2011: David A. Williams

Morten Grove-Rasmussen Award


David A. Williams, MD

The Morten Grove-Rasmussen Award was established in 1976 to honor Dr. Morten Grove-Rasmussen, who, as Blood Bank Director of the Transfusion Service at Massachusetts General Hospital, became known as a leader in the field. It is awarded to an individual/group that has made a significant contribution to the field of Transfusion Medicine.

Dr. Williams' major research interests are in the study of blood stem cell biology, blood formation, leukemia and the treatment of genetic blood diseases using gene therapy. He has published over 200 peer-reviewed manuscripts and textbook chapters. He was an investigator for HHMI for 16 years. He has been continuously funded by the NIH since 1986. His laboratory co-discovered and cloned Interleukin-11 (Neumegae) and carried out developmental studies that assisted in obtaining FDA approval of this drug. His laboratory also described the use of fibronectin in retrovirus-mediated gene transfer, now nearly universally used (as Retronecting) in clinical gene therapy trials and basic research utilizing gene transfer.

Dr. Williams' basic research has focused on hematopoietic stem cell biology and specifically molecular and biochemical analysis of the interaction between hematopoietic stem cells and the bone marrow supporting environment. This work has recently focused on the roles of Rho GTPases in stem cell engraftment, retention and mobilization from the bone marrow. His laboratory has defined Rac GTPases (Racl, Rac2, in particular) as key regulator switches that control stem cell adhesion, migration and survival/proliferation in the adult bone marrow cavity and during fetal development in yolk sac, fetal liver and other embryonic sites. His laboratory has also recently demonstrated that Rac GTPases are essential signaling molecules in BCR-ABL oncogene transformation of hematopoietic stem cells. He and Dr. Yi Zheng (Cincinnati Children's Hospital Medical Center) have developed a new small molecule inhibitor of Rac GTPases that is being investigated as a molecular target in cancer therapies. His laboratory is investigating the role of several other Rho GTPases in normal and abnormal hematopoiesis.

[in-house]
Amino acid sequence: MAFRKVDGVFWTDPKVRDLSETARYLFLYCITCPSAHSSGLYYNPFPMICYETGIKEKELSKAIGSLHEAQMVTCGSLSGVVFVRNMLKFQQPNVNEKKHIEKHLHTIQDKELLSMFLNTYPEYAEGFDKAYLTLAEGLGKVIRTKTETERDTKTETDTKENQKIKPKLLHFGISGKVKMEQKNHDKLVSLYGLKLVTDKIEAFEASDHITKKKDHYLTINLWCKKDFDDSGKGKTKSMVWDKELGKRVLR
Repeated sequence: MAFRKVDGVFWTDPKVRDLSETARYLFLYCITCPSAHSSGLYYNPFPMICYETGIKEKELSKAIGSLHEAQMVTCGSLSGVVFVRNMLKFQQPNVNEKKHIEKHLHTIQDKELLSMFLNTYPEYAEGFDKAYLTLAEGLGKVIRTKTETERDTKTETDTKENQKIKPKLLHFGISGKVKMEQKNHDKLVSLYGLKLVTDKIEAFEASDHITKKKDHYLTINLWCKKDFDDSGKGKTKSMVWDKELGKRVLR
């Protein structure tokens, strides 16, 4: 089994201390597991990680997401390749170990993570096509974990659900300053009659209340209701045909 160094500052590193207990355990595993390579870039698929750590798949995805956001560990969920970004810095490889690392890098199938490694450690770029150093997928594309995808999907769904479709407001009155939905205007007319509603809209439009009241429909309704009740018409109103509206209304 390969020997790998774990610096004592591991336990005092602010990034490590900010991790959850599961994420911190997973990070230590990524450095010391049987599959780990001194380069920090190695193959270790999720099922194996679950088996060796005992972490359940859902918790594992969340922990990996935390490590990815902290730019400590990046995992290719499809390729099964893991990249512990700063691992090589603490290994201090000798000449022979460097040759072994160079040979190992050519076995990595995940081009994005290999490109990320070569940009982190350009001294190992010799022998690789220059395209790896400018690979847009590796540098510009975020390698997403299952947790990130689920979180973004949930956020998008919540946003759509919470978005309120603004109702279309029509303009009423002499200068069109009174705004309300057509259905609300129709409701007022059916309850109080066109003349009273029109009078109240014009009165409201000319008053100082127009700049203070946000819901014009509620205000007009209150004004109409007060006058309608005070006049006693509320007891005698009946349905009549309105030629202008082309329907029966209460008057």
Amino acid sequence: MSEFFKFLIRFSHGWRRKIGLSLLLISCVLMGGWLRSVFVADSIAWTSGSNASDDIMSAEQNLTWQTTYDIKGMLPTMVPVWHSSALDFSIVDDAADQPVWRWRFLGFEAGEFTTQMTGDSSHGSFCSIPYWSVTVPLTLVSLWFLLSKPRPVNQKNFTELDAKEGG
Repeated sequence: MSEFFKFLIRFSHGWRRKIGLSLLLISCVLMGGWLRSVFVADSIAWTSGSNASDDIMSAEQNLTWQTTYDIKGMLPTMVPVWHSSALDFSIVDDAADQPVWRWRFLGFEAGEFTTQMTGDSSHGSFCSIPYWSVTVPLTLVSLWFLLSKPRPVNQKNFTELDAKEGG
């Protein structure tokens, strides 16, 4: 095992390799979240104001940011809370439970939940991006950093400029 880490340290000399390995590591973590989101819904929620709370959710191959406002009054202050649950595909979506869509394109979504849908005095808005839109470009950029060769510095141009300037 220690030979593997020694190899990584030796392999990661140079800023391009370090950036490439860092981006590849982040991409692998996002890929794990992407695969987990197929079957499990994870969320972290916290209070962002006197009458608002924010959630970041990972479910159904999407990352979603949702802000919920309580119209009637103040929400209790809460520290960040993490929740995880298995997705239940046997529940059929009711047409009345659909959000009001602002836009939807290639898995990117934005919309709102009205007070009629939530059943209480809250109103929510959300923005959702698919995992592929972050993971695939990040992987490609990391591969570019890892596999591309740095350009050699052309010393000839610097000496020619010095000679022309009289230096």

Dr. Williams is currently the Chief, Division of Hematology/Oncology and Director of Translational Research, Children's Hospital Boston, and the Leland Fikes Professor of Pediatrics, Harvard Medical School. Dr. Williams participates in the care of children with genetic and other hematologic diseases of the blood. He has specific expertise in caring for children with Fanconi anemia. He currently attends on the Hematology service at Children's Hospital Boston and is the Director of the Pediatric Hematology/Oncology Fellowship Training Program at Children's Hospital Boston and Dana Farber Cancer Institute. He is a member of the NIH Recombinant DNA Advisory Committee (RAC) and the Gene Transfer Safety Assessment Board (NIH/RAC) and has been active in development and implementation of multiple human gene therapy trials.